WARSAW, Poland -- Shortly after receiving a sneak peek of the Museum of the History of Polish Jews (there are no exhibits yet: the museum is to open to the public in 2014), I walked along the cobblestone streets of the Old Town section of Warsaw for some sightseeing, when something caught my eye.

A shopkeeper was selling the souvenir staples: long Polska scarves for the chilly Polish winters, Poland magnets, and untraditional tourist fare like a statue of what, at first glance, appeared to be an innocuous, even cute, depiction of a religious Jew. At first I thought maybe my family back home would enjoy it.

Then I looked closer. The Jew, wearing a yarmulke and tallit, had a large, hooked nose. In his hand was a shiny coin.


This was disturbing to me, especially just after hearing of the tales of Jews sent to concentration camps and the remnants of the Warsaw Ghetto who died fighting -- due in part to the stereotypes that I saw on the figures. Who buys these things, I wondered? As it turns out, Poles do. Tourists do. Even the head of the Anti-Defamation League. (All for different reasons.)

These ceramic figures, known as “Lucky Jew” statues, are sold throughout Poland. While some say the figurines have long been entrenched in Polish society, they started to become the rage in Poland in the 1990s as the country transitioned from communism to democracy, according to Padraic Kenney, a professor of history and international studies at the University of Indiana.

“This is a very recent phenomenon in Poland,” said Kenney, who is also the director of the university’s Polish Studies Center. “It turns out it’s an image where for Poles, it’s a good luck charm. It’s hard to get one's head around this.”

Besides “Lucky Jew” statues, oil paintings depicting Jews holding coins are also popular in Poland. According to tradition, owners of such paintings are supposed to hang them upside down so the Jew’s money flows into their home.

Those who own the statues and paintings believe “if you have one of these images, it’s going to bring good luck and it will bring financial luck,” Kenney explained. “It’s become this folk belief.”

The figurines are not just sold on the streets of Warsaw and other major Polish cities. Surprisingly, kosher restaurants hand them out while giving you the bill.

How can anti-Semitic stereotypes of this kind hang on?

“It’s become kind of a ubiquitous thing to the extent that people who would probably describe themselves as philo-Semitic would see nothing wrong with this,” Kenney said.

Antony Polonsky, professor of Holocaust studies at Brandeis University in Massachusetts, said he believed the figures weren’t an expression of hatred towards Jews.

“I don’t regard them as anti-Semitic,” he said. “I think they’re in bad taste, personally. And I think it’s unfortunate that there’s a rather unsophisticated part of the public that thinks Jews bring good luck.”

Abraham Foxman, national director of the Anti-Defamation League, disagrees.

“I think most of it is ignorance, but it stems out of an anti-Semitic canard,” he said. “It’s a classic anti-Semitic canard -- the Jews are good with money, the Jews hoard money.”

Foxman has purchased the “Lucky Jew” figures on visits to Poland and keeps them in his office to show guests.

“I have in my office a collection. All shapes, all sizes. It’s unbelievable,” he said. “Not since Poland became free [from communism] has it become such a popular item. You can buy it in the streets, in the malls, in the restaurants. This is not history. This is today.”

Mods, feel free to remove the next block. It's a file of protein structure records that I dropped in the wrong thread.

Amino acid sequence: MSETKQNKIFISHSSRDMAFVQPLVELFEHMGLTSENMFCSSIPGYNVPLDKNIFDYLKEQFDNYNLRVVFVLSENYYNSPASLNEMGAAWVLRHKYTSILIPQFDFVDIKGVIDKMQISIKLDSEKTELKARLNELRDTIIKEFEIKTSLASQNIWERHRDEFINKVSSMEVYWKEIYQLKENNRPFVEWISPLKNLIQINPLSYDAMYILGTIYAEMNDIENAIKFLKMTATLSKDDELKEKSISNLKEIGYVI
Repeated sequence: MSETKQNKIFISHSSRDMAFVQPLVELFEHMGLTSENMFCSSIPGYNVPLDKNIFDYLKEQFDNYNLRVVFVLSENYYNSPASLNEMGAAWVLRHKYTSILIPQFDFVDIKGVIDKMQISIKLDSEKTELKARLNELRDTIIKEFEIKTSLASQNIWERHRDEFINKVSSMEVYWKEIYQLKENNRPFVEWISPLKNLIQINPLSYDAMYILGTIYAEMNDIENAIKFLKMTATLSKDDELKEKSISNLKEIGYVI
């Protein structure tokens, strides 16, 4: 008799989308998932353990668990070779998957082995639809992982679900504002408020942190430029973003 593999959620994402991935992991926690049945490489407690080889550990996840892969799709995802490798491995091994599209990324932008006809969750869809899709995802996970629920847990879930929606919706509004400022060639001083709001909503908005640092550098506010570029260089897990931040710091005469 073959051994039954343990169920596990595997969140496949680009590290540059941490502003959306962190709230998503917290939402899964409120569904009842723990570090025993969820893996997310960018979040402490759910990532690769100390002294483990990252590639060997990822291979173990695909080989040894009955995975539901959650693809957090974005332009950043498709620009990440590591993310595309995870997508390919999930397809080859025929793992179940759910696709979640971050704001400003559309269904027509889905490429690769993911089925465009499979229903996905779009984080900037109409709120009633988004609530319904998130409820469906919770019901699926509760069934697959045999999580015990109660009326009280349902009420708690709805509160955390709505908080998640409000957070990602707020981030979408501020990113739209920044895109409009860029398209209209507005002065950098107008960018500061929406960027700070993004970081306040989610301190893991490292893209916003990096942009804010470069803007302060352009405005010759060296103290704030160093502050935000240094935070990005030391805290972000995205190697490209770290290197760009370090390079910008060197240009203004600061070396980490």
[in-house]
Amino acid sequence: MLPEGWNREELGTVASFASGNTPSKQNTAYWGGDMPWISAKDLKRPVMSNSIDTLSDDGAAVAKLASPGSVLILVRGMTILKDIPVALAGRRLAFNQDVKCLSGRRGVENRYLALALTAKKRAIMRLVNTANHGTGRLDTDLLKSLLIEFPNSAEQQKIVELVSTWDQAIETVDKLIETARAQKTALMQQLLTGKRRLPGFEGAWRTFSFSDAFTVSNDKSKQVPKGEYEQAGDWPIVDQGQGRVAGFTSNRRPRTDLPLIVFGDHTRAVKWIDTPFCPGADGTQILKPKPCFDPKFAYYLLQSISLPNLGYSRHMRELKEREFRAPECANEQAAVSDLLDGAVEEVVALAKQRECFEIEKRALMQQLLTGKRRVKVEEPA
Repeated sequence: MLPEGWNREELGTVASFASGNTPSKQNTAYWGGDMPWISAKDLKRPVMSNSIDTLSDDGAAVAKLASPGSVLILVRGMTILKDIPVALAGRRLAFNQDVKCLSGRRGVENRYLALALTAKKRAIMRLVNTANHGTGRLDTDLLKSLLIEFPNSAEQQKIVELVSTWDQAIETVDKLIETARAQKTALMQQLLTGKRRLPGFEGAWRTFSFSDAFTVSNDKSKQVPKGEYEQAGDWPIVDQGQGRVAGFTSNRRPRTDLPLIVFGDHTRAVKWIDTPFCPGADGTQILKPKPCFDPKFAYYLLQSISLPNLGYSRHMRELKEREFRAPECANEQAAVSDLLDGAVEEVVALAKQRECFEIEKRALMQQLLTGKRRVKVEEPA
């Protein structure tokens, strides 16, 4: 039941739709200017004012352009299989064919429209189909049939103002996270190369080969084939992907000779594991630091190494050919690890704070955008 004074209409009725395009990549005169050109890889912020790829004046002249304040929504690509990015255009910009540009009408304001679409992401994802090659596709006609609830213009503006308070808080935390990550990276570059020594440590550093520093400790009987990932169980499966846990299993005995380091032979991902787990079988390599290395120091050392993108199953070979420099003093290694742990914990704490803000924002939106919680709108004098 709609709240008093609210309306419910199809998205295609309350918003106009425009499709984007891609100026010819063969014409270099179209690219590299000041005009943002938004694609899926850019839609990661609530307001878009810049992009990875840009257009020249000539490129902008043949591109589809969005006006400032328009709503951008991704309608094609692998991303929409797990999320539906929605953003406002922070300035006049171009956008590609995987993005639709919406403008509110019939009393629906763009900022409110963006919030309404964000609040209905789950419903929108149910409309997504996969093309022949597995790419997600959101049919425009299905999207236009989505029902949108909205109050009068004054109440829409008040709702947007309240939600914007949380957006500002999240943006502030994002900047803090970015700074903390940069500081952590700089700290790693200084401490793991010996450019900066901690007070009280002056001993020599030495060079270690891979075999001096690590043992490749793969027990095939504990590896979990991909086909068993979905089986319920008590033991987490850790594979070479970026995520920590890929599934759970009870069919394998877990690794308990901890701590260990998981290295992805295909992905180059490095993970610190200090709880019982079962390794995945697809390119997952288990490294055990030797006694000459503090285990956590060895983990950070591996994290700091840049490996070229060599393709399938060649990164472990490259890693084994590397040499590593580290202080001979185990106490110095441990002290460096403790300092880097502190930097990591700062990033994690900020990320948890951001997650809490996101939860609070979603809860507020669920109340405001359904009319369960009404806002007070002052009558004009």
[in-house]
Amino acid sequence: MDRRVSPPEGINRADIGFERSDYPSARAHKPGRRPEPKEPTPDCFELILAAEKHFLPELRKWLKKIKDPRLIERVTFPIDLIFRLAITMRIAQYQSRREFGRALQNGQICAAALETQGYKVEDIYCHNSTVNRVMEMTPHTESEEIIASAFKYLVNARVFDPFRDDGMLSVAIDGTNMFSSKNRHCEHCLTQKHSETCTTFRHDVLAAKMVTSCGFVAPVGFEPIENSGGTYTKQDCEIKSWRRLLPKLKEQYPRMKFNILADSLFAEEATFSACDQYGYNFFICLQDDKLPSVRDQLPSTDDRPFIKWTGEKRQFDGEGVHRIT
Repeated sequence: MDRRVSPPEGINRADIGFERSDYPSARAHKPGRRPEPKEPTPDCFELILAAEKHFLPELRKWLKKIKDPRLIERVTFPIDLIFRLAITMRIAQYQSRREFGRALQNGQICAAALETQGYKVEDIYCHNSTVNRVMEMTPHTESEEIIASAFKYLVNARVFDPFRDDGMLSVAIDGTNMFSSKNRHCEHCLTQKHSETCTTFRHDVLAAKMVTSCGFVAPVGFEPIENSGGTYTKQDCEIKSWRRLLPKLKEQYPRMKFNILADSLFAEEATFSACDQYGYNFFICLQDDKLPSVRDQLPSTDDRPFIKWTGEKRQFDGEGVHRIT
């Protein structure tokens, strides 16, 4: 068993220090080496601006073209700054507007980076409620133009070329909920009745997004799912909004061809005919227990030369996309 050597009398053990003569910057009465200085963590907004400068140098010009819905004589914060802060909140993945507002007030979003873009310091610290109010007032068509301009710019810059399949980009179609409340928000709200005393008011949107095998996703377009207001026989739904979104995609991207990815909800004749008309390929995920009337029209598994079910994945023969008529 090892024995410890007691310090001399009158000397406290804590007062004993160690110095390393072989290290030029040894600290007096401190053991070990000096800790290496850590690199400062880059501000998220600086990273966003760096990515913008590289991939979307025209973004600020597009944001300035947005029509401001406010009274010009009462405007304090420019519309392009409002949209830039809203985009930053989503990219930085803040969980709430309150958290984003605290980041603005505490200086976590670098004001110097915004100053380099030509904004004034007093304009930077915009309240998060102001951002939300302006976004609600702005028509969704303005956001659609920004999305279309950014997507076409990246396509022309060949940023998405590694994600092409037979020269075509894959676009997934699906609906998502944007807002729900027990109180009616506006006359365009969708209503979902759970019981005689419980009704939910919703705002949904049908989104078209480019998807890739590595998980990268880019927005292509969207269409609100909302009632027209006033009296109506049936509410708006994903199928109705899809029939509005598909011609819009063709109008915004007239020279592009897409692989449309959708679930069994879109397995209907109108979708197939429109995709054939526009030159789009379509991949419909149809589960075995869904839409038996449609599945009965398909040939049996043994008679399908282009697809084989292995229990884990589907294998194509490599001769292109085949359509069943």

Foxman said the Polish Jewish community is “unwilling” to do anything about the “Lucky Jew” statues in part because the figures are viewed with both revulsion and bewilderment.

“I ask that they begin an educational program so people understand this is not a compliment,” he said, referring to the belief that Jews are obsessed with, and adept at, handling money.

While merchants openly selling such figures may come as a shock to Americans, the practice isn’t necessarily a symptom of growing anti-Semitism in Poland.

Polonsky estimated that between 25 and 30 percent of Poles have traditional or modern anti-Semitic views (anti-Semitism linked to religion) but that the large majority of the population regards anti-Semitism as shameful.

“Of the countries of East Central Europe, Poland has made the most successful transition to a market economy,” the professor pointed out. “Because of this, anti-Semitism has been marginalized.”

Kenney also disputed that the “Lucky Jew” statues are a symptom of anti-Semitism in Poland.

He noted that the Polish Jewish population has exploded tenfold since 1990, mainly by young Poles discovering their Jewish heritage from a grandparent on their deathbed rather than by Jewish migration. There are between 30,000 and 50,000 self-identified Jews in Poland today. And those that find out about their Jewish ancestry are curious to learn more instead of being shameful about the revelation.

The history of Polish Jews is also being thrust into the spotlight with next year’s opening of the Museum of the History of Polish Jews, which has received $105 million in funding so far. Of that $105 million, $60 million is from the Polish Ministry of Culture and National Heritage.

The museum’s footprint encompasses some of the old Warsaw Ghetto and is expected to open in 2014 -- on the 71st anniversary of the Warsaw Ghetto uprising.

Now, once-ignorant shopkeepers are being accommodating to Jewish feelings after learning about problems with the figurines. Some merchants are swapping the coins the statues are holding for violins to showcase more positive aspects of Jewish culture, such as klezmer music, according to Foxman and Kenney.